The TLX’ trunk provides a decent amount of space as well, measuring 405 litres (14.3 cubic feet) thanks to the car’s extra length mentioned earlier. Pull tabs release the 60/40 split seatbacks if you want to lower one side or both for longer cargo, but unless you’ve got something strong enough to push them forward with, like a set of skis, you’ll be forced to walk around to the side doors to drop them down anyway. Another shortcoming is the 60/40 split itself, which doesn’t include a centre pass-through and therefore limits the use of the seat heaters when transporting said skis or snowboard equipment—cue one whining tweenager now.
Cranking up the aforementioned ELS stereo might be a good way to drown out rear seat complainants, mind you, but then again you might find the sound of the high-revving base 2.4-litre engine more to your liking. This engine is right out of the previous-generation Civic Si, so that sonorous song and rorty exhaust note ideally complements its ability to rev all the way to 6,800 rpm. I’m not sure whether I like this V-TEC-infused mill more than the aforementioned 3.5-litre V6, and if it weren’t for the larger engine’s advanced SH-AWD, the FWD version might even be the sportier choice.
Don’t get me wrong as the V6 spits out a naughty growl of its own when getting hard on the throttle, but my nod in the four-cylinder’s direction has more to do with the excellence of its quick-shifting paddle-shift actuated dual-clutch eight-speed automated transmission than its 206 horsepower and 182 lb-ft of torque. Certainly the extra 84 horsepower and 85 lb-ft of torque would be had to pass up, but that engine’s nine-speed automatic kills its fun-factor, taking far too long between shifts to feel remotely sporty.
Getting the most out of the TLX drivetrain is Acura’s four-position “Dynamic Mode” driver settings, featuring default Normal, thrifty Econ, Sport and Sport + modes. The latter two really make a difference when pushing the envelope, but I left it in Econ mode when dealing with city traffic, as it was best for eking the most from a tank of fuel. Acura claims 10.0 L/100km city, 7.1 highway and 8.7 combined with the four-cylinder model, while the V6, that gets an engine idle stop-start system, does pretty well at the pump as well with a rating of 11.4, 7.7 and 9.8 respectively.
Another bonus with the smaller engine is less weight over the front wheels, so it feels nimbler when pressed hard through corners and is less likely to understeer, or push out the front wheels and drive straight when the tires break traction in the middle of a turn. On this note it’s pretty hard to upset the TLX’ nicely sorted front strut and rear multi-link suspension setup, despite the car’s smallish standard 17-inch alloy wheels and 225/55 all-season tires, but this brings up another shortcoming with both base and Tech trims, Acura doesn’t offer any wheel and tire upgrades. These lesser tires are easier on the wallet when it comes time to replace, however, and they help the TLX deliver a nice compliant ride. High-speed stability on the freeway is good too, with the car tracking nicely and wind noise kept to a minimum.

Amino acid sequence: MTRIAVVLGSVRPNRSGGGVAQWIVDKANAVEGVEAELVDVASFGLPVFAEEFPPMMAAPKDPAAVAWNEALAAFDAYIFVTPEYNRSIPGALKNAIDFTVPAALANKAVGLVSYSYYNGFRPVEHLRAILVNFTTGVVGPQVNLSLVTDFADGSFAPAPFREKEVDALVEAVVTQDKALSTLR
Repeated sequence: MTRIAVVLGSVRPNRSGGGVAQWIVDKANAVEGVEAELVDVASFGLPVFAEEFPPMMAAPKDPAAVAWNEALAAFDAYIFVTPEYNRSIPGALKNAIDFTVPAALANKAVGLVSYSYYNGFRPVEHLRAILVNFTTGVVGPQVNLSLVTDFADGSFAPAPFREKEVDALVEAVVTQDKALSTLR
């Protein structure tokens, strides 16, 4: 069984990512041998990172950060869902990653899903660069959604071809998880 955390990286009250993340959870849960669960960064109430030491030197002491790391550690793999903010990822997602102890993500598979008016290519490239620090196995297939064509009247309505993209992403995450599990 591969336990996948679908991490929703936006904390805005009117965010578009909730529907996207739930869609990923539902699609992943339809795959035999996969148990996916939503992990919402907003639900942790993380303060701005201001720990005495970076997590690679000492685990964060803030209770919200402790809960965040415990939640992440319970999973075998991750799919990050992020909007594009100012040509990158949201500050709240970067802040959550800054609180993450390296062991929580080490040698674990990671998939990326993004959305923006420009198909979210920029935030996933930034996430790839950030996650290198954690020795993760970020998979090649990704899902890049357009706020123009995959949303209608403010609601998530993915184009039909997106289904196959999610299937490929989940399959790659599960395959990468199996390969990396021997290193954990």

Once again, four-cylinder fans who want more can now opt for the TLX Tech A-Spec, a car I hope to cover in an upcoming review because it combines what I think is this model’s sportiest drivetrain with a sweet looking set of 19-inch rims on stickier 45/40 rubber, plenty of aerodynamic styling upgrades, and other niceties inside.
As it is, the 2019 TLX Tech is an attractive car thanks to last year’s refresh, highlighted by the brand’s now trademark “diamond pentagon grille,” tidier lower fascia, and sharper looking rear apron. It already included some of the best-looking LED headlamps and an attractive set of LED taillights, the former nicely revised, while its overall profile is long and sleek. Still, those updates were added to a car that was already three years into its lifecycle and now that it’s heading into its fifth will soon require a complete overhaul in order to keep its loyal followers from looking elsewhere.
That thought in mind, one reason for the TLX’s recent sales decline could be the introduction of Acura’s all-new RDX, which has no doubt lured away more than a few would-be sport sedan buyers. It truly is better than most rivals and therefore worthy of its success, which bodes well for an upcoming redesign to this TLX. A new version should arrive sometime next year, so fingers crossed they build on all that’s good with this current version, mix in much of what makes the new RDX great, and end up with a new TLX that at the very least reclaims best-of-the-rest status.
Until then, you can do a lot worse than the 2019 TLX, especially when factoring in expected reliability and stronger than average resale values that come from such a competitive value proposition at time of purchase. The TLX Tech is a very good car for a superb price, and even when loaded up with maximum performance and features the TLX Elite SH-AWD A-Spec slips under the $50k affordability barrier and therefore undercuts most competitors by thousands, let alone tens of thousands. You should consider it seriously.
Story credits: Trevor Hofmann, Canadian Auto Press